T.J. Scott of Monticello decided to give a little bit of a history lesson when he constructed his Eagle Scout project in town. The senior at Monticello High School decided to put up a tribute to the old "Dighton" train stop.
The project, which includes a replica of the depot sign, a plaque, and a tie wall behind the originally passenger platform, is located at the end of the bike trail and close to Valentine Park in Monticello.
The Illinois Railroad Terminal's electric interurban trains at one time made stops at Dighton, picking up passengers who wanted to visit other area cities. Patrons could transfer to other trains at Champaign, Monticello, Bement, Decatur, Danville, Springfield and St. Louis for shopping trips and travel.
Scott, a member of the Monticello Railway Museum said his father helped him come up with the idea for his Eagle Scout project.
"My dad suggested it to me, and I've been a member of the railway museum for a while, so it made sense," added Scott. The project was completed on Aug. 5.
The Dighton station was built in 1910. Typical of early Illinois Terminal practices, the flag stop was named for the family who originally owned the right-of-way, in this case the Dighton family of Monticello. Most of Illinois Terminal's flag stop stations were just stops at public roads or farm crossings, but Scott says the Dighton station had a concrete passenger platform and a small wooden shelter where travelers could wait for the train.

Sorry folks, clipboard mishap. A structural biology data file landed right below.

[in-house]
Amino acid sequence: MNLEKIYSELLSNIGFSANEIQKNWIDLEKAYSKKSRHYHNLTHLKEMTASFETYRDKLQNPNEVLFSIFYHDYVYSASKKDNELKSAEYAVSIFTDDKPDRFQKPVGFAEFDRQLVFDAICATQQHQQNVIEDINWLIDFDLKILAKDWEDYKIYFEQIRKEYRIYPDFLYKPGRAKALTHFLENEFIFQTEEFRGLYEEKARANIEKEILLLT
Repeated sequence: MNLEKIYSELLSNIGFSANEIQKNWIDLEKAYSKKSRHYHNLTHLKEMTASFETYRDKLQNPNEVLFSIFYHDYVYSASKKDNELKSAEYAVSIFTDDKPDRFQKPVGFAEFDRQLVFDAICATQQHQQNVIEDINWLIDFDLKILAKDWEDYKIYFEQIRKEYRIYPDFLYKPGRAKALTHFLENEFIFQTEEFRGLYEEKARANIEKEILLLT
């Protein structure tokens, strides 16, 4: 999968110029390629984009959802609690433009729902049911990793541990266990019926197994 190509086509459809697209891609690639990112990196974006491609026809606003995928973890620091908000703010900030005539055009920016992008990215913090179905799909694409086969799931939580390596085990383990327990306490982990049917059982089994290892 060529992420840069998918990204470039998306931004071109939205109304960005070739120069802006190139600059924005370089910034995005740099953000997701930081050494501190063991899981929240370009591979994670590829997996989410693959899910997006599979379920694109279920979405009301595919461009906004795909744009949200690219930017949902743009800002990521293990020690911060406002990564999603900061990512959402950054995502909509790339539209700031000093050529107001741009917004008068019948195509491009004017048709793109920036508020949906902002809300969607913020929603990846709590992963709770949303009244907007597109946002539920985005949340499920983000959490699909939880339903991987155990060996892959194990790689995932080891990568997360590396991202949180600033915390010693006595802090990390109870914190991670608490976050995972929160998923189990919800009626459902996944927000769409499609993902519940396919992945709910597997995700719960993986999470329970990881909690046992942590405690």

By the early 1930's the shelter was in need of repair. Based on the small number of passengers boarding at Dighton, the railroad decided rebuilding the shelter was not economically feasible, and tore down the structure.
The concrete platform remained but was forgotten after the interurban trains stopped running in 1954.
"The Boy Scouts and I cleared off the concrete platform of brush and patched up a hole in the concrete," commented Scott. "Also, we constructed a tie wall behind the platform, put up a sign which says 'Dighton,' and placed a plaque on the sign detailing a brief history of the location.
"The project is a tribute to the history of the location and to the Dighton family."
Scott was helped by his father, Thomas E. Scott Jr., Matt Crawford, Mark Mesplay, Guy Bretz; and fellow Boy Scouts Ryan Rodgers, Owen Myers and Zach Mesplay.